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March 5, 2014 at 4:49 PM

ESPN with good preview of free agency and interesting assessment of Michael Bennett

In advance of the free agent signing period due to start early next week, ESPN.com today published this story examining the landscape, and concluding that most teams may be content to largely sit on their wallets and that many players may find their offers a lot less exciting than they imagined.

It’s a good reminder that free agency often turns out to be more sizzle than substance.

Included is this assessment of the potential worth of Seattle defensive end Michael Bennett:

Defensive lineman Michael Bennett seems ticketed for a significant payday after an 8.5-sack season with the Seahawks. But it’s worth wondering how high teams will bid after they sat on their wallets last year — when he was a year younger (he’s 28 now) and coming off a season with more sacks and starts than he had in 2013. After a nine-sack season in 2012, he signed the Seahawks’ one-year offer for $5 million and will take another run at free agency this spring.

What I find most interesting there is the conclusion that his 2012 season might have been better than it was in 2013 based solely on his starts and sacks.

It’s the kind of conclusion a player, such as Bennett, might read and find disturbing, knowing that the main reason for both numbers is that he — and the rest of the Seattle defensive line — accepted roles this season that they knew would result in fewer stats but that they also knew would be better for the greater whole.

Seattle had what was essentially a seven-man rotation up front for the four starting DL roles.

Bennett’s role was largely to play in passing downs, which is why he was officially listed as the backup to Red Bryant at defensive end and officially started just three regular season games — including at Atlanta when Bryant was injured and played 44 of a possible 58 snaps in a rout of the Falcons, the game his agents would likely point to as proof of what Bennett could have done this year if required to play more.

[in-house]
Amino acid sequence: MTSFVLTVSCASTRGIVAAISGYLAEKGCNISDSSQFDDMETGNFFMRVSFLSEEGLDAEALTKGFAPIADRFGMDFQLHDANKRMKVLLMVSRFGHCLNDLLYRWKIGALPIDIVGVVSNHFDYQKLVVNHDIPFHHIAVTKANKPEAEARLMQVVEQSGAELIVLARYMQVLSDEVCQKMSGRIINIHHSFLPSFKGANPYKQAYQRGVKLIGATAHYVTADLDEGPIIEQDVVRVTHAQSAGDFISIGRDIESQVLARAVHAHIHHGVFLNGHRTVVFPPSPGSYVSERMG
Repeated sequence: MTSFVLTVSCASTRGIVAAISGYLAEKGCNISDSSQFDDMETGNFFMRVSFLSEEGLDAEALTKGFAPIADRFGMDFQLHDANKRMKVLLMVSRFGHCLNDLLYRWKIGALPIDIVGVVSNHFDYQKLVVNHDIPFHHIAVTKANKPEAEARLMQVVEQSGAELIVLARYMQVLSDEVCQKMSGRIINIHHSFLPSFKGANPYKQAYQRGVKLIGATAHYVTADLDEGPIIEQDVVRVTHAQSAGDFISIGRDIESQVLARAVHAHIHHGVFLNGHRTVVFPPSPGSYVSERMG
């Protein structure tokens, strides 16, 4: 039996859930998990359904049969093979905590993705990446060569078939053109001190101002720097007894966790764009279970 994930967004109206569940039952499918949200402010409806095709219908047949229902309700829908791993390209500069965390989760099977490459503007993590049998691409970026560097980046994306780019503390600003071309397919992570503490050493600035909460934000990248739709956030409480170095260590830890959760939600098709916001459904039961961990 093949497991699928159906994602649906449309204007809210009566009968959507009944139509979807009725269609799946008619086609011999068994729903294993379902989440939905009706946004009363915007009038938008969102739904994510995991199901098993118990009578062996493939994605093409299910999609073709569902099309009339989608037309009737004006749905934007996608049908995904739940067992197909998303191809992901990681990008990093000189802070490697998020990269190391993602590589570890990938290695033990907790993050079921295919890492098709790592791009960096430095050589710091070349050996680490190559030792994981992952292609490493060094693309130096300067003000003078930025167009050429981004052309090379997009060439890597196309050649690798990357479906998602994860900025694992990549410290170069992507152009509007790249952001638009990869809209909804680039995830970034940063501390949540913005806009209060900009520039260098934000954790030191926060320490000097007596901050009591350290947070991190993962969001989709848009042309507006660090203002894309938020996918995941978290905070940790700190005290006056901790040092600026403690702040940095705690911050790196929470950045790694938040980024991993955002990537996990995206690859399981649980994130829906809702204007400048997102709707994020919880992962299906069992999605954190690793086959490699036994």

Bennett undoubtedly could have been the starter — and, in fact, he led the Seattle defensive linemen in snaps played this season at 57.5 percent. But it worked best for Seattle to have Bryant at the five-technique DE spot as an early-down run defender, and then bring in Bennett as part of the nickel package (Bennett obviously did more than that, but that was his primary role).

As noted, no DL played more than Bennett’s 57.5 percent of snaps, with Bryant playing  the least at 46 percent. Spreading the snaps kept everyone fresh and relatively healthy in a season when from the start the coaching staff tried to manage personnel anticipating a run to the Super Bowl, while also giving the Seahawks uncommon versatility to mix-and-match personnel.

But playing fewer snaps also means fewer opportunities to get sacks, and none of Seattle’s DLs put up big numbers this year, one reason why none made it to the Pro Bowl despite the fact the Seahawks had what was unquestionably the best defense in the NFL.

Y0u heard the DLs make mention of all of this from time to time. But as Cliff Avril said, winning cures everything, and the players accepted it for the chance to be part of history.

What they also hoped, though, is that those who really matter also were paying attention and understood why the stats might not accurately reflect each player’s real contribution.

My stance remains that I won’t be surprised if Bennett never really gets to free agency, and the Seahawks lock him up first. But should he get out on the open market, no doubt players will  be watching to see if he gets monetarily penalized for the way the team used its line last season.

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